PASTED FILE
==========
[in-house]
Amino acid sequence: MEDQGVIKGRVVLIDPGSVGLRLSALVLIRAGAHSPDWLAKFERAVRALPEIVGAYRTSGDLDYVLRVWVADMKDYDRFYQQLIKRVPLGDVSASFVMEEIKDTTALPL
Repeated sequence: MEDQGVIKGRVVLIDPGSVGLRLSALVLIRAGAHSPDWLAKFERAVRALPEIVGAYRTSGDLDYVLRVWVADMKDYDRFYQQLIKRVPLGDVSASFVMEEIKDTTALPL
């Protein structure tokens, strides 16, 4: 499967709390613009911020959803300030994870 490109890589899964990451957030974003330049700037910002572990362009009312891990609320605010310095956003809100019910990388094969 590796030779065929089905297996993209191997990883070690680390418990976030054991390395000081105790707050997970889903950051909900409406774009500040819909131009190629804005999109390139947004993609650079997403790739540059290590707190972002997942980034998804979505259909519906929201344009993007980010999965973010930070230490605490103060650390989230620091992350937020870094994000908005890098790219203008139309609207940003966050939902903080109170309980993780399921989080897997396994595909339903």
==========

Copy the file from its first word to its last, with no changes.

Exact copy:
[in-house]
Amino acid sequence: MEDQGVIKGRVVLIDPGSVGLRLSALVLIRAGAHSPDWLAKFERAVRALPEIVGAYRTSGDLDYVLRVWVADMKDYDRFYQQLIKRVPLGDVSASFVMEEIKDTTALPL
Repeated sequence: MEDQGVIKGRVVLIDPGSVGLRLSALVLIRAGAHSPDWLAKFERAVRALPEIVGAYRTSGDLDYVLRVWVADMKDYDRFYQQLIKRVPLGDVSASFVMEEIKDTTALPL
């Protein structure tokens, strides 16, 4: 499967709390613009911020959803300030994870 490109890589899964990451957030974003330049700037910002572990362009009312891990609320605010310095956003809100019910990388094969 590796030779065929089905297996993209191997990883070690680390418990976030054991390395000081105790707050997970889903950051909900409406774009500040819909131009190629804005999109390139947004993609650079997403790739540059290590707190972002997942980034998804979505259909519906929201344009993007980010999965973010930070230490605490103060650390989230620091992350937020870094994000908005890098790219203008139309609207940003966050939902903080109170309980993780399921989080897997396994595909339903």